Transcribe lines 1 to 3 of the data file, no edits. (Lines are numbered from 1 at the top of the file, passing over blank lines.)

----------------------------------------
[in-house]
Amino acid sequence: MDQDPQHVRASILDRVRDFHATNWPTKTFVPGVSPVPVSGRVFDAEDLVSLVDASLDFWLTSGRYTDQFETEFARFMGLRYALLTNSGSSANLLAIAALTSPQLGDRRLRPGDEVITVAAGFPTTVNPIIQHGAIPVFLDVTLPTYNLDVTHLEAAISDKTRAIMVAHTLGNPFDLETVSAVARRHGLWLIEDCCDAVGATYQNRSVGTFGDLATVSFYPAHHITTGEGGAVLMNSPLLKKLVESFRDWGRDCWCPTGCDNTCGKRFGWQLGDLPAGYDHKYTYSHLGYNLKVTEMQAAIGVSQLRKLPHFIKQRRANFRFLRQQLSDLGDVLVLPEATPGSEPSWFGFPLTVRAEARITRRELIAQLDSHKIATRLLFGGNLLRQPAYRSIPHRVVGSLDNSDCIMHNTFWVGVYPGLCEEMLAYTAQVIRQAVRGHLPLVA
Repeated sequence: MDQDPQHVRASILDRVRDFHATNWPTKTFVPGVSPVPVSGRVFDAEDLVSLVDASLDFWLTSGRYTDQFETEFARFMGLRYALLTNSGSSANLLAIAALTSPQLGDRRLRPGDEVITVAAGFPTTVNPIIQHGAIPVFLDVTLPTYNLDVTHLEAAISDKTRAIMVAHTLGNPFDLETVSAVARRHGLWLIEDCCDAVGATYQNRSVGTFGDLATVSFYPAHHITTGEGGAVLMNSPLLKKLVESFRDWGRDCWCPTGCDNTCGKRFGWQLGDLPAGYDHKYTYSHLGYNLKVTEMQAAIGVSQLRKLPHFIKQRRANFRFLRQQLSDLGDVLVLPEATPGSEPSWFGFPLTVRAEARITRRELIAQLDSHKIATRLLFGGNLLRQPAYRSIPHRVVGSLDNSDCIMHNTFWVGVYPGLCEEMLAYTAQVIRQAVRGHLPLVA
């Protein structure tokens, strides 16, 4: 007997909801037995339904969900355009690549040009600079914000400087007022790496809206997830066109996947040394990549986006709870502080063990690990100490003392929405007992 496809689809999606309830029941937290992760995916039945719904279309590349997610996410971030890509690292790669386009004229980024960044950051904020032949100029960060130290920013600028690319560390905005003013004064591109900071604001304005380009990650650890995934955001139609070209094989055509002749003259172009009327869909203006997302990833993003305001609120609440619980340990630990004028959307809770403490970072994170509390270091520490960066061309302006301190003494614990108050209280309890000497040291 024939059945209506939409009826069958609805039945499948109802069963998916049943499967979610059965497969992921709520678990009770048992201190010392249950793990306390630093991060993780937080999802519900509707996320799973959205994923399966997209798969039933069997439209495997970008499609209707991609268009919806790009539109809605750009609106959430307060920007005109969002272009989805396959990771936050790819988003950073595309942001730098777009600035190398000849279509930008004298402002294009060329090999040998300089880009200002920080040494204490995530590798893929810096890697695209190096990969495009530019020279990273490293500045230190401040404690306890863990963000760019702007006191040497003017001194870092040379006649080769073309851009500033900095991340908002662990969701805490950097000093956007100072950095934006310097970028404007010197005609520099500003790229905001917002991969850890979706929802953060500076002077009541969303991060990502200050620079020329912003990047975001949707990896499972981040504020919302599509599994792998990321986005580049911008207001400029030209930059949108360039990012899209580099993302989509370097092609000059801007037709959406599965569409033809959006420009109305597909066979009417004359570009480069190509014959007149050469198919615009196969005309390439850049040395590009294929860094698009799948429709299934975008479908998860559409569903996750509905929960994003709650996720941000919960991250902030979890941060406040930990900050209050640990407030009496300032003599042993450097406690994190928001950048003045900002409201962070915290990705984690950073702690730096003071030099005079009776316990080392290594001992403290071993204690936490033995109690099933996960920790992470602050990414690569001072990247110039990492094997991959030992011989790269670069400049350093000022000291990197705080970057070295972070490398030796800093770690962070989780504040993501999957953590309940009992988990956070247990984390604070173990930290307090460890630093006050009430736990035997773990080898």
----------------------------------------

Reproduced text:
[in-house]
Amino acid sequence: MDQDPQHVRASILDRVRDFHATNWPTKTFVPGVSPVPVSGRVFDAEDLVSLVDASLDFWLTSGRYTDQFETEFARFMGLRYALLTNSGSSANLLAIAALTSPQLGDRRLRPGDEVITVAAGFPTTVNPIIQHGAIPVFLDVTLPTYNLDVTHLEAAISDKTRAIMVAHTLGNPFDLETVSAVARRHGLWLIEDCCDAVGATYQNRSVGTFGDLATVSFYPAHHITTGEGGAVLMNSPLLKKLVESFRDWGRDCWCPTGCDNTCGKRFGWQLGDLPAGYDHKYTYSHLGYNLKVTEMQAAIGVSQLRKLPHFIKQRRANFRFLRQQLSDLGDVLVLPEATPGSEPSWFGFPLTVRAEARITRRELIAQLDSHKIATRLLFGGNLLRQPAYRSIPHRVVGSLDNSDCIMHNTFWVGVYPGLCEEMLAYTAQVIRQAVRGHLPLVA
Repeated sequence: MDQDPQHVRASILDRVRDFHATNWPTKTFVPGVSPVPVSGRVFDAEDLVSLVDASLDFWLTSGRYTDQFETEFARFMGLRYALLTNSGSSANLLAIAALTSPQLGDRRLRPGDEVITVAAGFPTTVNPIIQHGAIPVFLDVTLPTYNLDVTHLEAAISDKTRAIMVAHTLGNPFDLETVSAVARRHGLWLIEDCCDAVGATYQNRSVGTFGDLATVSFYPAHHITTGEGGAVLMNSPLLKKLVESFRDWGRDCWCPTGCDNTCGKRFGWQLGDLPAGYDHKYTYSHLGYNLKVTEMQAAIGVSQLRKLPHFIKQRRANFRFLRQQLSDLGDVLVLPEATPGSEPSWFGFPLTVRAEARITRRELIAQLDSHKIATRLLFGGNLLRQPAYRSIPHRVVGSLDNSDCIMHNTFWVGVYPGLCEEMLAYTAQVIRQAVRGHLPLVA